I was working as a tech at a treatment facility and applied at the same treatment center where I began my sobriety. They asked me if I knew about case management, and I didn’t, but said I would be willing to learn. They hired me on as a case manager in 2016, where I am right now while I transition to work as a primary therapist with my own caseload. I get goosebumps to be back where my new life started, and I feel that everything came full-circle for me.
For a long time, my identity became wrapped around absorbing myself completely in activities and constant busy work. I was a DJ, then I got into rock climbing, then for many years I was very active as a sport handgun shooter and travelled all over the country doing that.
Recently, I bought a condo and have been getting acclimated to that, busying myself with improving it, but my life is rather quiet and domestic at the moment. A well-known home improvement store is right now my favorite place to be.
My parents, my sister and my extended family have always been a strong support in my life and my recovery. Even when I was “hell on wheels”, making the life of my parents very difficult, they were always in my corner. Knowing that they were always there for me made a big difference.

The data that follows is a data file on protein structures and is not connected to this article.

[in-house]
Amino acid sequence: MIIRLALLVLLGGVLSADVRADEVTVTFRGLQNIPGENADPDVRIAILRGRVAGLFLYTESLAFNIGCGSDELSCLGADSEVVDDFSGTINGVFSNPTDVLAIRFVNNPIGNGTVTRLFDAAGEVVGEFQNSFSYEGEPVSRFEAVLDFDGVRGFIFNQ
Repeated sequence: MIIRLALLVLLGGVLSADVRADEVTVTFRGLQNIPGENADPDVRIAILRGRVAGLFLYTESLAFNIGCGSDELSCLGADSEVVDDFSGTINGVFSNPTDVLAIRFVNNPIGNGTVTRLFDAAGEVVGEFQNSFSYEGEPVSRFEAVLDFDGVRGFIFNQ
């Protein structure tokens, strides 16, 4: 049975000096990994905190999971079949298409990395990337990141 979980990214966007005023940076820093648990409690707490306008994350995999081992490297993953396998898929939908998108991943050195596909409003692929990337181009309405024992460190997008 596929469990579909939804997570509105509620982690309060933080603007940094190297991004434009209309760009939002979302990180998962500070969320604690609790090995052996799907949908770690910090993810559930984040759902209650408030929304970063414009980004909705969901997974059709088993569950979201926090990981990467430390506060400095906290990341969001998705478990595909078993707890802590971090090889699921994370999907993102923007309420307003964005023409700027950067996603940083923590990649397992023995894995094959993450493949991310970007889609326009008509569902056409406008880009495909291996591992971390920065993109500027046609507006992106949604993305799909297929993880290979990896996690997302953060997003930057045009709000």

My grandfather and I were never really close until I got into recovery. Then he became my advisor and we became a strong unit. He died two years ago. I mailed him my 18-month chip, which he carried with him until he passed. A death in the family is a huge trigger for many. Fortunately, I made it through and never thought of using. I went to my gym that day, which was closed at that time I found out, but the owner let me in so that I could lift weights until my head was cleared again.
If you really have the desire to change your life, you can make it happen. You can live the life you really want to have. You can achieve great things and can accomplish goals. The first year is really tough; it’s honestly hard. You get used to making better and safer decisions for yourself. It does get easier. You get used to a life without substance abuse. You can ultimately become the person you want to be.